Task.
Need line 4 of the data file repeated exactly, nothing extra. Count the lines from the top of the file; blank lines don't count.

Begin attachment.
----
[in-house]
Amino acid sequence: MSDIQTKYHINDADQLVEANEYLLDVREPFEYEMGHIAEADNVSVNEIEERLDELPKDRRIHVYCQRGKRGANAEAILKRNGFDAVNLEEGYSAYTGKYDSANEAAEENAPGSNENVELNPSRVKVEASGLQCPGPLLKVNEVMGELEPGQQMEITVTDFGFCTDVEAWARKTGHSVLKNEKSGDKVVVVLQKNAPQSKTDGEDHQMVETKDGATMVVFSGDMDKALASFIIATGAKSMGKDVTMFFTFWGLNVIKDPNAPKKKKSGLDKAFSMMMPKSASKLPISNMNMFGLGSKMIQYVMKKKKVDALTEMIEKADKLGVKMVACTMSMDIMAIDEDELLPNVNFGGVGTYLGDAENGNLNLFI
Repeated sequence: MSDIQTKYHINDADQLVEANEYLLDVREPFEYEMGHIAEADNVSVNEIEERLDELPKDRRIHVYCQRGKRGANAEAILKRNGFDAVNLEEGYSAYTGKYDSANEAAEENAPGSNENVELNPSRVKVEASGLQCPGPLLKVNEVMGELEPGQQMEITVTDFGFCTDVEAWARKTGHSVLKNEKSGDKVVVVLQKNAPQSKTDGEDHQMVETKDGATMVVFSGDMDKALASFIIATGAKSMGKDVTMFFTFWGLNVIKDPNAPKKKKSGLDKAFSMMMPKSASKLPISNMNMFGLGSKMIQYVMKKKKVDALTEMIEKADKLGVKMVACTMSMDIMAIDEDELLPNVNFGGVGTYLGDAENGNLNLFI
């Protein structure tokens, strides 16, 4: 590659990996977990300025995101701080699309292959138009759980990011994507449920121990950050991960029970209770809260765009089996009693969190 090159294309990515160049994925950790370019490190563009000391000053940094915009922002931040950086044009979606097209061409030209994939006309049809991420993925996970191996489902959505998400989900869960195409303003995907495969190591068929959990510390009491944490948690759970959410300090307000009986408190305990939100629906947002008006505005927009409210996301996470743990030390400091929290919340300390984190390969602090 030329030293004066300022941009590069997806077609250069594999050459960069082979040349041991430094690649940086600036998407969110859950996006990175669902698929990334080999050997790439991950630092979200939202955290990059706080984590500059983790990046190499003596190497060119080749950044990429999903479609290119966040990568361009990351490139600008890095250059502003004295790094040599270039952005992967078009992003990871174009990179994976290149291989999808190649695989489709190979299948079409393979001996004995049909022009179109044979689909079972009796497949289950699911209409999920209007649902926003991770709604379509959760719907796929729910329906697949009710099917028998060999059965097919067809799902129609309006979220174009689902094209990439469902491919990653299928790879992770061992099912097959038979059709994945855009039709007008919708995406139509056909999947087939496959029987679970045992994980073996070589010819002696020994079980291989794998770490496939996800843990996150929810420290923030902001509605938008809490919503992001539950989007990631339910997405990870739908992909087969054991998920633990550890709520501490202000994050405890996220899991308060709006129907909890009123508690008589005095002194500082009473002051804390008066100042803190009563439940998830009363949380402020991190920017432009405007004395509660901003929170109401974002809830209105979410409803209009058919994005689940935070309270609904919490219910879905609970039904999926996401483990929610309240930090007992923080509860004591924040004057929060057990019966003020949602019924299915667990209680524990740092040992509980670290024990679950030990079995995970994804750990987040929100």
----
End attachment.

């Protein structure tokens, strides 16, 4: 590659990996977990300025995101701080699309292959138009759980990011994507449920121990950050991960029970209770809260765009089996009693969190 090159294309990515160049994925950790370019490190563009000391000053940094915009922002931040950086044009979606097209061409030209994939006309049809991420993925996970191996489902959505998400989900869960195409303003995907495969190591068929959990510390009491944490948690759970959410300090307000009986408190305990939100629906947002008006505005927009409210996301996470743990030390400091929290919340300390984190390969602090 030329030293004066300022941009590069997806077609250069594999050459960069082979040349041991430094690649940086600036998407969110859950996006990175669902698929990334080999050997790439991950630092979200939202955290990059706080984590500059983790990046190499003596190497060119080749950044990429999903479609290119966040990568361009990351490139600008890095250059502003004295790094040599270039952005992967078009992003990871174009990179994976290149291989999808190649695989489709190979299948079409393979001996004995049909022009179109044979689909079972009796497949289950699911209409999920209007649902926003991770709604379509959760719907796929729910329906697949009710099917028998060999059965097919067809799902129609309006979220174009689902094209990439469902491919990653299928790879992770061992099912097959038979059709994945855009039709007008919708995406139509056909999947087939496959029987679970045992994980073996070589010819002696020994079980291989794998770490496939996800843990996150929810420290923030902001509605938008809490919503992001539950989007990631339910997405990870739908992909087969054991998920633990550890709520501490202000994050405890996220899991308060709006129907909890009123508690008589005095002194500082009473002051804390008066100042803190009563439940998830009363949380402020991190920017432009405007004395509660901003929170109401974002809830209105979410409803209009058919994005689940935070309270609904919490219910879905609970039904999926996401483990929610309240930090007992923080509860004591924040004057929060057990019966003020949602019924299915667990209680524990740092040992509980670290024990679950030990079995995970994804750990987040929100």